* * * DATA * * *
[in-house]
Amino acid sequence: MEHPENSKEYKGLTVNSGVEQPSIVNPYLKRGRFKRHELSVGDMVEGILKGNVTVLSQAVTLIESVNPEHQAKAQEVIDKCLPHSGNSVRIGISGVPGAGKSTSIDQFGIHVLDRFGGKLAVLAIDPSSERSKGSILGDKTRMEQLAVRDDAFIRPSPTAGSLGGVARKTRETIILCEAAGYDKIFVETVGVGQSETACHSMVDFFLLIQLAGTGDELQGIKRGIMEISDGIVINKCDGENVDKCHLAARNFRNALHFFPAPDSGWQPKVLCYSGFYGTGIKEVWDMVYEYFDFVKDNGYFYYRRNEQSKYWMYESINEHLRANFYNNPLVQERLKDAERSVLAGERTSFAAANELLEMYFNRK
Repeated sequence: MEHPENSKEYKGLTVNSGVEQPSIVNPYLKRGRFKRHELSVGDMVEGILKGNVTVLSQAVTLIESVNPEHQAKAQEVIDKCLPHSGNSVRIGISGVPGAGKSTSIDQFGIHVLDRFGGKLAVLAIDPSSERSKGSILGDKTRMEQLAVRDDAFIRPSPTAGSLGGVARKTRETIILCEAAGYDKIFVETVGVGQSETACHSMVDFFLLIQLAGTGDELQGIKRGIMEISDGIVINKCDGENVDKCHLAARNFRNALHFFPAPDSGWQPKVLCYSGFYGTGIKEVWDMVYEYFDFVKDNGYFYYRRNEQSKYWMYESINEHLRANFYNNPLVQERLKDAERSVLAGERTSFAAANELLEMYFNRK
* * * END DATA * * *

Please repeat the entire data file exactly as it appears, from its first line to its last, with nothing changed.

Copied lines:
[in-house]
Amino acid sequence: MEHPENSKEYKGLTVNSGVEQPSIVNPYLKRGRFKRHELSVGDMVEGILKGNVTVLSQAVTLIESVNPEHQAKAQEVIDKCLPHSGNSVRIGISGVPGAGKSTSIDQFGIHVLDRFGGKLAVLAIDPSSERSKGSILGDKTRMEQLAVRDDAFIRPSPTAGSLGGVARKTRETIILCEAAGYDKIFVETVGVGQSETACHSMVDFFLLIQLAGTGDELQGIKRGIMEISDGIVINKCDGENVDKCHLAARNFRNALHFFPAPDSGWQPKVLCYSGFYGTGIKEVWDMVYEYFDFVKDNGYFYYRRNEQSKYWMYESINEHLRANFYNNPLVQERLKDAERSVLAGERTSFAAANELLEMYFNRK
Repeated sequence: MEHPENSKEYKGLTVNSGVEQPSIVNPYLKRGRFKRHELSVGDMVEGILKGNVTVLSQAVTLIESVNPEHQAKAQEVIDKCLPHSGNSVRIGISGVPGAGKSTSIDQFGIHVLDRFGGKLAVLAIDPSSERSKGSILGDKTRMEQLAVRDDAFIRPSPTAGSLGGVARKTRETIILCEAAGYDKIFVETVGVGQSETACHSMVDFFLLIQLAGTGDELQGIKRGIMEISDGIVINKCDGENVDKCHLAARNFRNALHFFPAPDSGWQPKVLCYSGFYGTGIKEVWDMVYEYFDFVKDNGYFYYRRNEQSKYWMYESINEHLRANFYNNPLVQERLKDAERSVLAGERTSFAAANELLEMYFNRK